But that victory has to be over something. You can't win if you're not even in a fight. Or if you're not even participating. Pres. Uchtdorf explained that all heroines must overcome adversity. We all must experience sadness and trials before achieving our "happily ever after."

But why? Pres. Uchtdorf answers: "The scriptures tell us there must be opposition in all things, for without it we could not discern the sweet from the bitter. Would the marathon runner feel the triumph of finishing the race had she not felt the pain of the hours of pushing against her limits? Would the pianist feel the joy of mastering an intricate sonata without the painstaking hours of practice?"

In addition, adversity teaches us lessons that we could not learn any other way. In this way, we gain wisdom, strength and depth of character that will aid us in victory.

Pres. Uchtdorf counsels:

My dear young sisters, you need to know that you will experience your own adversity. None is exempt. You will suffer, be tempted, and make mistakes. You will learn for yourself what every heroine has learned: through overcoming challenges come growth and strength.

It is your reaction to adversity, not the adversity itself, that determines how your life’s story will develop.

My life's story will be written about how I behaved when trials came my way. Did I shrink or run away? Did I stay and fight, refusing to be defeated? I'm choosing the latter. It's a tough choice when some days I feel like I'd rather just do nothing, but I'm going to fight and I'm going to overcome. I'm choosing courage over cowardice. And I think Elizabeth Bennet would do the same.

Wednesday, April 7, 2010

Personal Progress and Duty to God

The period of my life that really solidified my testimony of the Church of Jesus Christ of Latter-day Saints were the formative years I spent in Young Women's. It is where I first heard a sincere testimony from someone my age; where I learned that women can go on missions,too; where I decided that whether my family could be there or not, I was getting married in the temple. It was the most pivotal and strengthening group that I have ever been a part of.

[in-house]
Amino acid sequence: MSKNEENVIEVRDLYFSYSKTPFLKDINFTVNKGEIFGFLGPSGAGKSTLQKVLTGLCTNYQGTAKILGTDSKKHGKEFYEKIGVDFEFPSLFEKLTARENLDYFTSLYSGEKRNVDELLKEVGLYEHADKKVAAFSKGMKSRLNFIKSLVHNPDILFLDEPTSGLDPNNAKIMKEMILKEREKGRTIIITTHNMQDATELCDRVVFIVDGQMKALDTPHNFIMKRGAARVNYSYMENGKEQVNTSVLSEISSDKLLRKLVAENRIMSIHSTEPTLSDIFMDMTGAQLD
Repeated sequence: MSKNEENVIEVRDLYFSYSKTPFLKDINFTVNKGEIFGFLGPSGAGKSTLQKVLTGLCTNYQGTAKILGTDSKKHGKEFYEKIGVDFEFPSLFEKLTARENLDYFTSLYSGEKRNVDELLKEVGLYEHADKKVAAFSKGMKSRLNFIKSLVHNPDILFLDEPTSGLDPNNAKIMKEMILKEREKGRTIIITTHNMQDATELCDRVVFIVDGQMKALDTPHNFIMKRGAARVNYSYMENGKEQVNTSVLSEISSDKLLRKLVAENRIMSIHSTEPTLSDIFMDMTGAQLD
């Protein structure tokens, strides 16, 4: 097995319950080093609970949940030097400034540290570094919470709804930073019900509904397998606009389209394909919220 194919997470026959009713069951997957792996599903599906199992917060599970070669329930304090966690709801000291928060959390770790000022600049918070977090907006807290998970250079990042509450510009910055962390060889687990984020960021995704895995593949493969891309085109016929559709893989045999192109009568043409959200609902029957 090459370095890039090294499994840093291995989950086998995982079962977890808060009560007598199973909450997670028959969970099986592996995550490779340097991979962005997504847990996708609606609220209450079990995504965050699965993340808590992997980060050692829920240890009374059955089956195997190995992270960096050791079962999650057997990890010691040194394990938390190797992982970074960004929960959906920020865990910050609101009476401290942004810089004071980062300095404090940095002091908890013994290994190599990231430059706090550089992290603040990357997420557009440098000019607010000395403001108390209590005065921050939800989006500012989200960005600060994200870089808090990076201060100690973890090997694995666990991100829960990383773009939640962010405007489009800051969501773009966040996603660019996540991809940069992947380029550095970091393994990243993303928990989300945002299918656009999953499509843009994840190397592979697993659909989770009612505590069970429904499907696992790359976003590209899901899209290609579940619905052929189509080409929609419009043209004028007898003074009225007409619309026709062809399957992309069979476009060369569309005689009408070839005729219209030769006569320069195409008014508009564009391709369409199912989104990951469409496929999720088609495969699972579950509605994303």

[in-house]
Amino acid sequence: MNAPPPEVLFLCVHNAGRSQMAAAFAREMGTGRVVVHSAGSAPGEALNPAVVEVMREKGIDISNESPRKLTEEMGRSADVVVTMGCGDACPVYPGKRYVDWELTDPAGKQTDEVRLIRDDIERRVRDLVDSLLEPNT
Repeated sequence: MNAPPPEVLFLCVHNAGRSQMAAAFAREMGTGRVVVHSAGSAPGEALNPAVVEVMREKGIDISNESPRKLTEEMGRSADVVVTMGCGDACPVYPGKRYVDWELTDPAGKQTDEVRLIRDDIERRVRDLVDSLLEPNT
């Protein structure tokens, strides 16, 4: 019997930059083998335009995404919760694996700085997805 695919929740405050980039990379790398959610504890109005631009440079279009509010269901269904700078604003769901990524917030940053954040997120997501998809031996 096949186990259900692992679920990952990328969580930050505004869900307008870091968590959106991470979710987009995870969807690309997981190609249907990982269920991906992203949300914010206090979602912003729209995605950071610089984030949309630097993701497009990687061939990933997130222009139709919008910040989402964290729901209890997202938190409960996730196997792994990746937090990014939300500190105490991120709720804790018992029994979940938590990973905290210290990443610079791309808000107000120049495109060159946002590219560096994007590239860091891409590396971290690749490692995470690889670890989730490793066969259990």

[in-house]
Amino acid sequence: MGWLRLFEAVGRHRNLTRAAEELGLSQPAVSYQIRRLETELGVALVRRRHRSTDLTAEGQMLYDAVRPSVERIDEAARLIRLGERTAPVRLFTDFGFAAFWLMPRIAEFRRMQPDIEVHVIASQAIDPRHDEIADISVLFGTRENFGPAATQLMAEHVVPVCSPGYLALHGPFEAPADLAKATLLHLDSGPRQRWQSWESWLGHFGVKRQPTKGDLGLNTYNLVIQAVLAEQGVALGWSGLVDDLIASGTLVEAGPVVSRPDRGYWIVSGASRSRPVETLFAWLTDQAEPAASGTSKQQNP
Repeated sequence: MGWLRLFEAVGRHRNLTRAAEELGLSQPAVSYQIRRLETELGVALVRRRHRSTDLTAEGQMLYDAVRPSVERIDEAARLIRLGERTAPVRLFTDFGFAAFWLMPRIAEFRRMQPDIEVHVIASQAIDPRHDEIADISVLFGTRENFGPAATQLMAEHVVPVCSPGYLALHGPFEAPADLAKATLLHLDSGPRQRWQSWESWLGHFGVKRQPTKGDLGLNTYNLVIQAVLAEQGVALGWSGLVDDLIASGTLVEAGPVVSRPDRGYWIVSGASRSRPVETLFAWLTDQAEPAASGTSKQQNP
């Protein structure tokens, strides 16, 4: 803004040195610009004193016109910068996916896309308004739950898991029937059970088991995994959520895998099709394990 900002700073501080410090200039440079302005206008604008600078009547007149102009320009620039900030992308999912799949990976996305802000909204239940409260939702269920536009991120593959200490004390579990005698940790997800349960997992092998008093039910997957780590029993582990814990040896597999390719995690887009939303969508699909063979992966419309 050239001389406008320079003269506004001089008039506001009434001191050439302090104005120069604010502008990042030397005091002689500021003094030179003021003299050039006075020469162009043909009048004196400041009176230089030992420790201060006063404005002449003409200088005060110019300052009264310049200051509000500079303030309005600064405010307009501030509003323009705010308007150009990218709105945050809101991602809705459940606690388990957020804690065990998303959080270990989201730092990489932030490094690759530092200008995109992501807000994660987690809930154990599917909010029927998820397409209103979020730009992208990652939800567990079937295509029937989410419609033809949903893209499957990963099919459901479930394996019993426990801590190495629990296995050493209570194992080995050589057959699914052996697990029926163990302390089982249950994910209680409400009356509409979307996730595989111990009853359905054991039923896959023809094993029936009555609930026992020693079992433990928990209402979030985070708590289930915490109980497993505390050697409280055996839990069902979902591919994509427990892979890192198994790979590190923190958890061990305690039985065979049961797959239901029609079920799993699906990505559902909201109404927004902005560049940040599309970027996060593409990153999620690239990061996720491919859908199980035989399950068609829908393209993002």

One of the greatest learning experiences I had in Young Women's was earning my Personal Progress award. At the time we had to do four 25-hour projects in different areas. I still remember meeting with Andrea, our personal progress leader, and discussing what values I wanted to focus on, what types of projects would help me to improve in those areas, and setting goals and deadlines. I still use these planning and goal-setting skills today and it is because of those projects that I know how to play at least 10 hymns on the piano for times when the ward is desperate.

That is why I am so glad there was such an emphasis on the youth to complete their Duty to God and Personal Progress. I think the most beneficial knowledge that someone can gain is that spiritual goals are just as important (if not more so) as academic and professional goals. And that there are always spiritual mentors within our families and our wards to help us in times when we struggle. I especially loved the story that one of the mothers told that she has been helping her fourth daughter complete her personal progress and wished she had done the same for her first three daughters. I can only imagine how much more special the daughter's teenage years have been being able to watch her mother grow spiritually alongside herself.

I plan on helping my daughters and sons with these programs because I feel that it gives teenagers an active role in realizing that they are indeed sons and daughters of a Heavenly Father that loves them.

A Good Woman